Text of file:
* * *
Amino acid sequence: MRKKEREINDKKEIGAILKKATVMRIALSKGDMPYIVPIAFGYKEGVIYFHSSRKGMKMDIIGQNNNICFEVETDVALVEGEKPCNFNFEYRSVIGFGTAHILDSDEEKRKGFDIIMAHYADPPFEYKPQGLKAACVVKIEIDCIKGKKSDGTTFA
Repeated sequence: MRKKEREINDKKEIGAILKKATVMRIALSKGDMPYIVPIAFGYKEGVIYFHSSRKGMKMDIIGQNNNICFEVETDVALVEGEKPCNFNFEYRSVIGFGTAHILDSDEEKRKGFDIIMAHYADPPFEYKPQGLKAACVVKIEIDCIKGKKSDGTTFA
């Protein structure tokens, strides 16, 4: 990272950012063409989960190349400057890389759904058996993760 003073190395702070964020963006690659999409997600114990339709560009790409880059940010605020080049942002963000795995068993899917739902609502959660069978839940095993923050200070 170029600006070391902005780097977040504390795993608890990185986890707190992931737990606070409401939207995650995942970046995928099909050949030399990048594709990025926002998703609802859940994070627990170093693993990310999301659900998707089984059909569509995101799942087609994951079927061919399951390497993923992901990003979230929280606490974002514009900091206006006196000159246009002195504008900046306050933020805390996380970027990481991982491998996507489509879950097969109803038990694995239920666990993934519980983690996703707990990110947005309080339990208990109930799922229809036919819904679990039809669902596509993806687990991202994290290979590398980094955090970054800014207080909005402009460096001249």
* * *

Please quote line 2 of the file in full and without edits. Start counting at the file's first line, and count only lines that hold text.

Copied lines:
Repeated sequence: MRKKEREINDKKEIGAILKKATVMRIALSKGDMPYIVPIAFGYKEGVIYFHSSRKGMKMDIIGQNNNICFEVETDVALVEGEKPCNFNFEYRSVIGFGTAHILDSDEEKRKGFDIIMAHYADPPFEYKPQGLKAACVVKIEIDCIKGKKSDGTTFA